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Data Sheet—How We Can All Fix Wikipedia’s Lack of Female Representation

October 4, 2018, 1:25 PM UTC

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On Tuesday morning, the Royal Swedish Academy of Sciences announced three winners for this year’s Nobel prize in Physics. As we mentioned in Data Sheet, one of those winners–Donna Strickland of the University of Waterloo—was the first woman to win the award in 55 years and only the third woman ever, following atomic modeler Maria Goeppert Mayer in 1963 and radiation research pioneer Marie Curie in 1903. As has also been widely reported, Strickland was also the only one of those three women who lacked a Wikipedia page prior to Tuesday.

Back in March, someone tried to write a Wikipedia entry for one of the most important optical physicists on the planet, only to have their proposed entry rejected on May 23 by one of Wikipedia’s volunteer editing crew because the “submission is about a person not yet shown to meet notability guidelines.” That the draft entry cited four major scientific awards Strickland had won and her stint as president of the Optical Society seemingly went over the head of said editor. As Quartz pointed out, the sad story isn’t all that surprising, as only 17% of Wikipedia’s biographical articles are about women. Thankfully, yesterday’s female Nobel winner, chemist Frances Arnold of CalTech, was not among the overlooked—she’s had a page since 2008.

The overall state affairs remains sad, but it doesn’t have to be permanent. Recently, the New York Times decided to begin correcting a terrible historical oversight in its obituaries. Since 1851 and until only a few decades ago, the paper ran obits mainly for men and overlooked the lives of hundreds or perhaps thousands of worthy female subjects. Even pretty famous people like the poet Sylvia Plath, the writer Charlotte Bronte, and the photographer Diane Arbus were ignored at their passing. Now the paper is trying to rectify those oversights by slowly adding obituaries for people from the past. Some recent entries include journalist and anti-lynching advocate Ida Wells, who died in 1931, and Chinese poet Qiu Jin, who passed away in 1907.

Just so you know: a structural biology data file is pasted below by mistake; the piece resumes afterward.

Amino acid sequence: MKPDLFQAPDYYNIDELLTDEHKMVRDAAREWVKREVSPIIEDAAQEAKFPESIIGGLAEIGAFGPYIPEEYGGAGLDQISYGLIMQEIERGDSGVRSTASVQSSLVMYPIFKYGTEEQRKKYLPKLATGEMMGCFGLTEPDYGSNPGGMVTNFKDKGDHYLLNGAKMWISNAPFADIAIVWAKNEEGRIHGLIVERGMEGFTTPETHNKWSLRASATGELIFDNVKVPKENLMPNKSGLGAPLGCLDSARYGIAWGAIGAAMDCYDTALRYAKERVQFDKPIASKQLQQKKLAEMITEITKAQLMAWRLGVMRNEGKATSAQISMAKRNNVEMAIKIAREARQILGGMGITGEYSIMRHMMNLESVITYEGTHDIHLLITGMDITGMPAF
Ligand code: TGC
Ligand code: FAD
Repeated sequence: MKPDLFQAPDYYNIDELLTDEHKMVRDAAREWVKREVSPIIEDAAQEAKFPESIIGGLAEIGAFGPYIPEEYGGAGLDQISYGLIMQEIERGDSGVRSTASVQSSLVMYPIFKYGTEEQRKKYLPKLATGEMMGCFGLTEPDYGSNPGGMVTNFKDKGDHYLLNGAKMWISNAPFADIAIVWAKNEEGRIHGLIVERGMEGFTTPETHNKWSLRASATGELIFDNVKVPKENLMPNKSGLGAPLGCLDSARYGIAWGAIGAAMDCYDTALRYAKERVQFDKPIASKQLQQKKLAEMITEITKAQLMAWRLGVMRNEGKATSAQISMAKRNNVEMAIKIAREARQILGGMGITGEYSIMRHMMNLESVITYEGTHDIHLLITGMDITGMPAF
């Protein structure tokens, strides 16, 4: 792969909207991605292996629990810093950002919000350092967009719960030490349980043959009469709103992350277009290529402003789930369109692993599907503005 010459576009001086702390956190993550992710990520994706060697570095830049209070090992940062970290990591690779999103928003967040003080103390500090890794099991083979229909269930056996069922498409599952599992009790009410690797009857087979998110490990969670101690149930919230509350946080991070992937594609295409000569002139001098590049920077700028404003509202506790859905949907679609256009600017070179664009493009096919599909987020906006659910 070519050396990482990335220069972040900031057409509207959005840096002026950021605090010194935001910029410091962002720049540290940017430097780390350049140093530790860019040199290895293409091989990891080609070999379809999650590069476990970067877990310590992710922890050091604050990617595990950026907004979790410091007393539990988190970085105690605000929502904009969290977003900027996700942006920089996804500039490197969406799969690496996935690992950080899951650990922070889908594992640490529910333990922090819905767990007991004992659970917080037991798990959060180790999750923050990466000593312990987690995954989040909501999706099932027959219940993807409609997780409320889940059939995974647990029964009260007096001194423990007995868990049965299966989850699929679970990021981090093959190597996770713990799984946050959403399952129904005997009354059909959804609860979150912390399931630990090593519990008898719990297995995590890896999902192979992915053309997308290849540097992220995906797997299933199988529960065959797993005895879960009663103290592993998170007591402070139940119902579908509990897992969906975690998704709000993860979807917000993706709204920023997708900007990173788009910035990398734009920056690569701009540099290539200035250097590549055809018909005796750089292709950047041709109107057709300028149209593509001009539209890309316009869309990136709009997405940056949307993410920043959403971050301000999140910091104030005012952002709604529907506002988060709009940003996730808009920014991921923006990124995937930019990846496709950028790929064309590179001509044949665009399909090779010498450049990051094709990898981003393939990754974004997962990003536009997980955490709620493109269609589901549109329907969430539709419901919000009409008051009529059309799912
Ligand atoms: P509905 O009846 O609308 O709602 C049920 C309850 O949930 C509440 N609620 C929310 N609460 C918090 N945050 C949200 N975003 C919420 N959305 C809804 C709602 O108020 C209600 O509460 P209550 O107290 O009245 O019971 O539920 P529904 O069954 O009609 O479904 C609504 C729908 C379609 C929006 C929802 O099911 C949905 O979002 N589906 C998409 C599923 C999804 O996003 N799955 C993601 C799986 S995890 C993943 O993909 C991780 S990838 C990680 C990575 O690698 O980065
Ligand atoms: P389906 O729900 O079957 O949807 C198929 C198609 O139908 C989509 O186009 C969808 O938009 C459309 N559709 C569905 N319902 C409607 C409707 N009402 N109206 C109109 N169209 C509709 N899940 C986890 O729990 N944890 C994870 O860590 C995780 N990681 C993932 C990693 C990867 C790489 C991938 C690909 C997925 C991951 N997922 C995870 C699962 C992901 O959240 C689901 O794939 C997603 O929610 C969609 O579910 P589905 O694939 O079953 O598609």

Fixing the thousands of overlooked women, alive and dead, in Wikipedia could be even easier. That’s because anyone can write an entry in the gigantic online encyclopedia. The site itself has an excellent beginner’s guide to writing entries. Physics researcher Jess Wade is already hard at work on the task—she’s added hundreds of entries covering women scientists. As they say in journalism, write what you know. Who’s a leader, a standout, a pioneering woman in your field who is lacking a Wikipedia entry? What are you waiting for, get busy.

Aaron Pressman


How truly magnificent a motor car can be. Which automaker has the best autonomous driving system so far? Consumer Reports says its Cadillac’s SuperCruise. Tesla's Autopilot actually outscored SuperCruise in "capability and performance" but lagged in "keeping the driver engaged," a pretty important task given the current state of the art. Speaking of self-driving cars, Toyota is combining its Mobility Services Platform and information infrastructure for connected vehicles with SoftBank’s Internet of Things platform in a joint effort dubbed Monet. Monet aims to launch its autonomous mobility services in the late 2020s in Japan and eventually worldwide. SoftBank will own 50.25% of the venture Toyota gets the remaining 49.75%.

Hop to it. Software developer JFrog, which offers programs to help programmers program, is the newest unicorn, attaining a valuation of at least $1 billion in a $165 million private fundraising deal. Citing Microsoft's $7.5 billion acquisition of GitHub, JFrog CEO Shlomi Ben Haim tells Fortune: “It’s very good timing for us to scale." In other deal news, two relatively young cloud service companies that went public in recent years are joining forces. Cloudera and Hortonworks will merge in a deal valued at $5.2 billion. Shares of Cloudera were up 21% and Hortonworks stock jumped the same amount in premarket trading on Thursday. At those prices, investors are up about 37% since Cloudera's April 2017 IPO and 66% since Hortonworks' December 2014 debut.